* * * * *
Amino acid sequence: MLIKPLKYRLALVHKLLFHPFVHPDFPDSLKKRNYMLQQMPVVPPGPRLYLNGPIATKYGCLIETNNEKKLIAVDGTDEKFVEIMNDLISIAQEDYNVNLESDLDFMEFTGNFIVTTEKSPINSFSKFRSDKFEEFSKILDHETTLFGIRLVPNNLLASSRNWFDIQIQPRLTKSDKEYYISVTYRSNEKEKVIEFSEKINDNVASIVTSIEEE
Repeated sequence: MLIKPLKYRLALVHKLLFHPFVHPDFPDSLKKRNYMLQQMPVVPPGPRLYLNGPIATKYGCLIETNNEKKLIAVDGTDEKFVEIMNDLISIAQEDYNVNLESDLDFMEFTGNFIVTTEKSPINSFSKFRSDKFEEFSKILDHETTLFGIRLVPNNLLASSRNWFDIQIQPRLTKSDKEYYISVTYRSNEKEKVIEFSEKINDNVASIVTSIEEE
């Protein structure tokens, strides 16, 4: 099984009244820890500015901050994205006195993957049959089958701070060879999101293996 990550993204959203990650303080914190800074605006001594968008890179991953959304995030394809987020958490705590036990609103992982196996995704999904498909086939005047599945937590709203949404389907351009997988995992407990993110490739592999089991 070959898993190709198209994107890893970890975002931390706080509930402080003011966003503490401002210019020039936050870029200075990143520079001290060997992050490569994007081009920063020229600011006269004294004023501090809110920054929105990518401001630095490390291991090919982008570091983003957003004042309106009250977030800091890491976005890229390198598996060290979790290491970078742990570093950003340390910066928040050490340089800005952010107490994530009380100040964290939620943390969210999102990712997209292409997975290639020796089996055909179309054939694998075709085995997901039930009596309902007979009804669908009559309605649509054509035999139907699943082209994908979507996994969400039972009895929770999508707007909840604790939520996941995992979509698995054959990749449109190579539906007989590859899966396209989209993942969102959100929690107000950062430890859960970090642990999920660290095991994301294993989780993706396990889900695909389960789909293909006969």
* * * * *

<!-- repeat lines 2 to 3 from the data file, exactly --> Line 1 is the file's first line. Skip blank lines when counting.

Repeated sequence: MLIKPLKYRLALVHKLLFHPFVHPDFPDSLKKRNYMLQQMPVVPPGPRLYLNGPIATKYGCLIETNNEKKLIAVDGTDEKFVEIMNDLISIAQEDYNVNLESDLDFMEFTGNFIVTTEKSPINSFSKFRSDKFEEFSKILDHETTLFGIRLVPNNLLASSRNWFDIQIQPRLTKSDKEYYISVTYRSNEKEKVIEFSEKINDNVASIVTSIEEE
């Protein structure tokens, strides 16, 4: 099984009244820890500015901050994205006195993957049959089958701070060879999101293996 990550993204959203990650303080914190800074605006001594968008890179991953959304995030394809987020958490705590036990609103992982196996995704999904498909086939005047599945937590709203949404389907351009997988995992407990993110490739592999089991 070959898993190709198209994107890893970890975002931390706080509930402080003011966003503490401002210019020039936050870029200075990143520079001290060997992050490569994007081009920063020229600011006269004294004023501090809110920054929105990518401001630095490390291991090919982008570091983003957003004042309106009250977030800091890491976005890229390198598996060290979790290491970078742990570093950003340390910066928040050490340089800005952010107490994530009380100040964290939620943390969210999102990712997209292409997975290639020796089996055909179309054939694998075709085995997901039930009596309902007979009804669908009559309605649509054509035999139907699943082209994908979507996994969400039972009895929770999508707007909840604790939520996941995992979509698995054959990749449109190579539906007989590859899966396209989209993942969102959100929690107000950062430890859960970090642990999920660290095991994301294993989780993706396990889900695909389960789909293909006969």